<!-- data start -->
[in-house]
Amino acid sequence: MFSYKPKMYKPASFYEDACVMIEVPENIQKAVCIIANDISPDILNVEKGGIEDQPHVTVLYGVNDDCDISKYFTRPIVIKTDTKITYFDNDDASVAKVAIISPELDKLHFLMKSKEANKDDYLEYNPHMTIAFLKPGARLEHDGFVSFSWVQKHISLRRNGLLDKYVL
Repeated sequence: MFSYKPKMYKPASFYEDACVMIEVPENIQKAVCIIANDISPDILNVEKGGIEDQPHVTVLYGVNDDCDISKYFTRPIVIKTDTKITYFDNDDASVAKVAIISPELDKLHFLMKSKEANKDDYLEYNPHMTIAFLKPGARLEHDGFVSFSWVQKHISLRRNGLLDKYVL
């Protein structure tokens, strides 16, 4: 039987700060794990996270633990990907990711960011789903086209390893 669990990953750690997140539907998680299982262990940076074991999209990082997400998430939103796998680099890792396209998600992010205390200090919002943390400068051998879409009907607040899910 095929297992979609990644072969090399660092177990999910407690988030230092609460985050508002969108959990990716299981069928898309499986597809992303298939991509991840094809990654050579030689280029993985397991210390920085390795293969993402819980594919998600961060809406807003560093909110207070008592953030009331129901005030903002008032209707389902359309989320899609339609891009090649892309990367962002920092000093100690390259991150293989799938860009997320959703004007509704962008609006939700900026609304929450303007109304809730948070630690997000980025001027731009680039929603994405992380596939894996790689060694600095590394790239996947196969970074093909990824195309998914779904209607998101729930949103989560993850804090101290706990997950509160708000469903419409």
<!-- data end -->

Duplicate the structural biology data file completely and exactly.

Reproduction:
[in-house]
Amino acid sequence: MFSYKPKMYKPASFYEDACVMIEVPENIQKAVCIIANDISPDILNVEKGGIEDQPHVTVLYGVNDDCDISKYFTRPIVIKTDTKITYFDNDDASVAKVAIISPELDKLHFLMKSKEANKDDYLEYNPHMTIAFLKPGARLEHDGFVSFSWVQKHISLRRNGLLDKYVL
Repeated sequence: MFSYKPKMYKPASFYEDACVMIEVPENIQKAVCIIANDISPDILNVEKGGIEDQPHVTVLYGVNDDCDISKYFTRPIVIKTDTKITYFDNDDASVAKVAIISPELDKLHFLMKSKEANKDDYLEYNPHMTIAFLKPGARLEHDGFVSFSWVQKHISLRRNGLLDKYVL
């Protein structure tokens, strides 16, 4: 039987700060794990996270633990990907990711960011789903086209390893 669990990953750690997140539907998680299982262990940076074991999209990082997400998430939103796998680099890792396209998600992010205390200090919002943390400068051998879409009907607040899910 095929297992979609990644072969090399660092177990999910407690988030230092609460985050508002969108959990990716299981069928898309499986597809992303298939991509991840094809990654050579030689280029993985397991210390920085390795293969993402819980594919998600961060809406807003560093909110207070008592953030009331129901005030903002008032209707389902359309989320899609339609891009090649892309990367962002920092000093100690390259991150293989799938860009997320959703004007509704962008609006939700900026609304929450303007109304809730948070630690997000980025001027731009680039929603994405992380596939894996790689060694600095590394790239996947196969970074093909990824195309998914779904209607998101729930949103989560993850804090101290706990997950509160708000469903419409």